Here's a birthday tribute to Eddie James House, Jr! His high-emotion and intense style as a vocalist and slide player are about as heavy as classic blues got. As well, he mixed in a capella spirituals into his performances.
Born in the Mississippi Delta, Son House was a nomadic preacher for some time. Coming out of the church, he went blues in '27 after initially disapproving of it due to his former position. This happened after he was entranced while hearing someone play bottleneck guitar. He was already 25 when he picked up a guitar for the first time.
After killing a man he spent some time in jail. Upon release he became a popular artist in Mississippi, did some train-hopping and hoboing around, traveling with Charley Patton & Willie Brown and cutting sides for Paramount in '30. In the early '40s he was a recorded subject of Alan Lomax, who was deeply inspired by the House 78s he had prized. House quit music in '43 to move to upstate NY, but not before inspiring Robert Johnson and Muddy Waters (who, of course, inspired seemingly everyone else).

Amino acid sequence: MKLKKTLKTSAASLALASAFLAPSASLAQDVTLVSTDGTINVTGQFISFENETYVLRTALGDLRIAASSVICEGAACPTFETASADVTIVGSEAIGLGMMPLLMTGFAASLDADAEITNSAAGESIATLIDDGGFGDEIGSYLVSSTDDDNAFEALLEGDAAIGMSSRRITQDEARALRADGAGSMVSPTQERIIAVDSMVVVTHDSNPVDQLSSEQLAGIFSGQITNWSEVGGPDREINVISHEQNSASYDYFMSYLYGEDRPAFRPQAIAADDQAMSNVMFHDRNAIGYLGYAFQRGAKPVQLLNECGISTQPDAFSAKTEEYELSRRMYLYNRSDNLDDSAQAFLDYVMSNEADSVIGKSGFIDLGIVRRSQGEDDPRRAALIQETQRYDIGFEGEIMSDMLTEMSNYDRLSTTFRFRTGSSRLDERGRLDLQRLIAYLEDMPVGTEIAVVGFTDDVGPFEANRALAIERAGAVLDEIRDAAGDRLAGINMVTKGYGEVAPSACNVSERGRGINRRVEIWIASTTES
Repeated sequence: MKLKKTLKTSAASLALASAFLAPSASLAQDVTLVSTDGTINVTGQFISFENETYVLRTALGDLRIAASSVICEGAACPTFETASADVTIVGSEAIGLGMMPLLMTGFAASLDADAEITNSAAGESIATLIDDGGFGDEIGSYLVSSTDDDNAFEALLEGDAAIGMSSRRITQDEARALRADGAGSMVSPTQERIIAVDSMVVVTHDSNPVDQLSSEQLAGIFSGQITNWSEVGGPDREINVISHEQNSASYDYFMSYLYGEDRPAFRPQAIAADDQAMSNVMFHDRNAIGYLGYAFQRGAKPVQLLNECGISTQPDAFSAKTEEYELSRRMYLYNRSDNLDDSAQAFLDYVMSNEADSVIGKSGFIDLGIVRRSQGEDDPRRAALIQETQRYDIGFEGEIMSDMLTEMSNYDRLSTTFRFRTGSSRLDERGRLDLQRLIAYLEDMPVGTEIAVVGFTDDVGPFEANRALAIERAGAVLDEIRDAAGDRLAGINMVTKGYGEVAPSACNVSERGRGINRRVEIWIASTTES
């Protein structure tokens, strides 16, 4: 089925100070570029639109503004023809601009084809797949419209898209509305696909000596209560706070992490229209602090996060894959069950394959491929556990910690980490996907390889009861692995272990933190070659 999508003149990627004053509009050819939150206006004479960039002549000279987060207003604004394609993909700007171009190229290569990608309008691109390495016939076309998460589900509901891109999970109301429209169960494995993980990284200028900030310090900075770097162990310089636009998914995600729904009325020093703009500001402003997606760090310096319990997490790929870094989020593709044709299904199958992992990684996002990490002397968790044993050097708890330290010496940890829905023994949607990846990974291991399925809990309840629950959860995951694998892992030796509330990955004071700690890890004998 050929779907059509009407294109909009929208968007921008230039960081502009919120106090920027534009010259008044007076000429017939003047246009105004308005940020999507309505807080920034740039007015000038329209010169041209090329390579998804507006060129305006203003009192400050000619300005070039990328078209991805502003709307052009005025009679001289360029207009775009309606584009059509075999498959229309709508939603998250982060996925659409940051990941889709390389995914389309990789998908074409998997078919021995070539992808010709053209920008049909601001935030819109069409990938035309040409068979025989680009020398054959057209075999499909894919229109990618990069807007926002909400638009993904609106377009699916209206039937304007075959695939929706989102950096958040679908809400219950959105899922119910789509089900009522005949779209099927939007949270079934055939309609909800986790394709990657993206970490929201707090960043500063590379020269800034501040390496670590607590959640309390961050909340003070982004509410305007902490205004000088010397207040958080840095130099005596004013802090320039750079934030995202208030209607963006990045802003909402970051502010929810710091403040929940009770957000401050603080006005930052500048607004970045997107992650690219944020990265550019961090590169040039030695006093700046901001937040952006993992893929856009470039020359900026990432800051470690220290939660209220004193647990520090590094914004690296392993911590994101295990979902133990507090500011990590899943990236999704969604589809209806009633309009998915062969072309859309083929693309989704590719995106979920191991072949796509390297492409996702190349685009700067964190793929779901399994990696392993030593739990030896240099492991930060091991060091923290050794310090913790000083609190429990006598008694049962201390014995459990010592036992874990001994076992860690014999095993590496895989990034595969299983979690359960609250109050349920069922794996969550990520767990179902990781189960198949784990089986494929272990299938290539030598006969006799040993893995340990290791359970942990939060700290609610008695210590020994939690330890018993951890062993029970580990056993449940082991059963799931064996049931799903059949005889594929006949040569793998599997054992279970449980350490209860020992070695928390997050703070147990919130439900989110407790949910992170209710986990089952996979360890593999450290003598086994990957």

He was found in Rochester NY in '64, having not touched a guitar for many years. He was prompted to join the folk revival coffeehouse circuit, scaring the shit out of preppy cracker kids with his raw grit and moody style. Several new recordings were made (including with Canned Heat's Blind Owl Wilson), as well as tours of the States and Europe.
Son House was always one of the most intense of the folk-blues artists, as great tunes like "Death Letter" tell, and his recordings at both ends of his career are fantastic. As such, he was a major influence on many blues and rock guitarists.